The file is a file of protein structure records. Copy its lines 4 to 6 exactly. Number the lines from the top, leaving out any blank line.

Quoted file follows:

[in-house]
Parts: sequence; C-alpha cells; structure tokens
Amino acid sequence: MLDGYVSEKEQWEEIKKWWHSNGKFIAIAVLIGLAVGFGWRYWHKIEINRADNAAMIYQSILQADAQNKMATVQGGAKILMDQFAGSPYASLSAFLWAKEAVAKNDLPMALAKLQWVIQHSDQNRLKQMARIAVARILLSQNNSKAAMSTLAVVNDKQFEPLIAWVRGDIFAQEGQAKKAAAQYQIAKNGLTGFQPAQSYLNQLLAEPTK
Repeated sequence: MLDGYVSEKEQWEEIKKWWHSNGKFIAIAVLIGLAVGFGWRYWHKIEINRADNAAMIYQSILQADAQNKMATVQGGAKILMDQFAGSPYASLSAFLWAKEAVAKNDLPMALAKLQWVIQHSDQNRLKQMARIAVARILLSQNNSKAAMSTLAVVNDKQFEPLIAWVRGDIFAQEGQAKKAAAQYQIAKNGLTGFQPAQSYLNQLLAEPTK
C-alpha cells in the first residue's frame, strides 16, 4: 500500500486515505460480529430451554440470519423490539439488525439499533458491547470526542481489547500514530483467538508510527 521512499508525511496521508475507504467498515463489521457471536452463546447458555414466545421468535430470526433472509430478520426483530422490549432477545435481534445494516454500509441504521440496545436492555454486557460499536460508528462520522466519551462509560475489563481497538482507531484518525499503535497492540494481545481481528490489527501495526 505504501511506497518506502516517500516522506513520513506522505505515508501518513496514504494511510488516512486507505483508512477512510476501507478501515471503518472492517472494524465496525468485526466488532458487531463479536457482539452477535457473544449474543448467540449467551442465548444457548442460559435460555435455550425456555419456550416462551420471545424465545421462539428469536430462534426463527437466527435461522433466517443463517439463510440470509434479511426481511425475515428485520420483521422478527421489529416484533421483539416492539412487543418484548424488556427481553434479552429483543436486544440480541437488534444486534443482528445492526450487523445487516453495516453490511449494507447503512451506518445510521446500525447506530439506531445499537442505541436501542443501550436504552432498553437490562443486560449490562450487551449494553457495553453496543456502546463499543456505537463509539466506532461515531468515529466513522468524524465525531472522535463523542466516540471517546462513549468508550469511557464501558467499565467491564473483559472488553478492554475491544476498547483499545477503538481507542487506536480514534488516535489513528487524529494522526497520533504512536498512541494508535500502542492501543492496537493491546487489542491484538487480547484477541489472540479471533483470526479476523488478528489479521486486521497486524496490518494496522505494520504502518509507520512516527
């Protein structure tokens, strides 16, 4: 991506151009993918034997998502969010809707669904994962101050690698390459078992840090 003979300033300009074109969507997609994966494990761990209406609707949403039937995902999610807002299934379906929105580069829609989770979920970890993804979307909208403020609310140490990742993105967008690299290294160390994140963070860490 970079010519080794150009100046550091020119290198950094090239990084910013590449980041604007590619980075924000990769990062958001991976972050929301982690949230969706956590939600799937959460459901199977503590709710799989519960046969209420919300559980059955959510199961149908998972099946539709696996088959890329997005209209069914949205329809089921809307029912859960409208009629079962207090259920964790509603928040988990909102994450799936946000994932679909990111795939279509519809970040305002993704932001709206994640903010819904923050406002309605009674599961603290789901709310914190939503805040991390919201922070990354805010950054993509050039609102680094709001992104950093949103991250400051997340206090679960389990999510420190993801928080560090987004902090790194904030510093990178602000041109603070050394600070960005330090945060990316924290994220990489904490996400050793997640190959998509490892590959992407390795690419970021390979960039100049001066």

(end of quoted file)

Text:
Repeated sequence: MLDGYVSEKEQWEEIKKWWHSNGKFIAIAVLIGLAVGFGWRYWHKIEINRADNAAMIYQSILQADAQNKMATVQGGAKILMDQFAGSPYASLSAFLWAKEAVAKNDLPMALAKLQWVIQHSDQNRLKQMARIAVARILLSQNNSKAAMSTLAVVNDKQFEPLIAWVRGDIFAQEGQAKKAAAQYQIAKNGLTGFQPAQSYLNQLLAEPTK
C-alpha cells in the first residue's frame, strides 16, 4: 500500500486515505460480529430451554440470519423490539439488525439499533458491547470526542481489547500514530483467538508510527 521512499508525511496521508475507504467498515463489521457471536452463546447458555414466545421468535430470526433472509430478520426483530422490549432477545435481534445494516454500509441504521440496545436492555454486557460499536460508528462520522466519551462509560475489563481497538482507531484518525499503535497492540494481545481481528490489527501495526 505504501511506497518506502516517500516522506513520513506522505505515508501518513496514504494511510488516512486507505483508512477512510476501507478501515471503518472492517472494524465496525468485526466488532458487531463479536457482539452477535457473544449474543448467540449467551442465548444457548442460559435460555435455550425456555419456550416462551420471545424465545421462539428469536430462534426463527437466527435461522433466517443463517439463510440470509434479511426481511425475515428485520420483521422478527421489529416484533421483539416492539412487543418484548424488556427481553434479552429483543436486544440480541437488534444486534443482528445492526450487523445487516453495516453490511449494507447503512451506518445510521446500525447506530439506531445499537442505541436501542443501550436504552432498553437490562443486560449490562450487551449494553457495553453496543456502546463499543456505537463509539466506532461515531468515529466513522468524524465525531472522535463523542466516540471517546462513549468508550469511557464501558467499565467491564473483559472488553478492554475491544476498547483499545477503538481507542487506536480514534488516535489513528487524529494522526497520533504512536498512541494508535500502542492501543492496537493491546487489542491484538487480547484477541489472540479471533483470526479476523488478528489479521486486521497486524496490518494496522505494520504502518509507520512516527
């Protein structure tokens, strides 16, 4: 991506151009993918034997998502969010809707669904994962101050690698390459078992840090 003979300033300009074109969507997609994966494990761990209406609707949403039937995902999610807002299934379906929105580069829609989770979920970890993804979307909208403020609310140490990742993105967008690299290294160390994140963070860490 970079010519080794150009100046550091020119290198950094090239990084910013590449980041604007590619980075924000990769990062958001991976972050929301982690949230969706956590939600799937959460459901199977503590709710799989519960046969209420919300559980059955959510199961149908998972099946539709696996088959890329997005209209069914949205329809089921809307029912859960409208009629079962207090259920964790509603928040988990909102994450799936946000994932679909990111795939279509519809970040305002993704932001709206994640903010819904923050406002309605009674599961603290789901709310914190939503805040991390919201922070990354805010950054993509050039609102680094709001992104950093949103991250400051997340206090679960389990999510420190993801928080560090987004902090790194904030510093990178602000041109603070050394600070960005330090945060990316924290994220990489904490996400050793997640190959998509490892590959992407390795690419970021390979960039100049001066």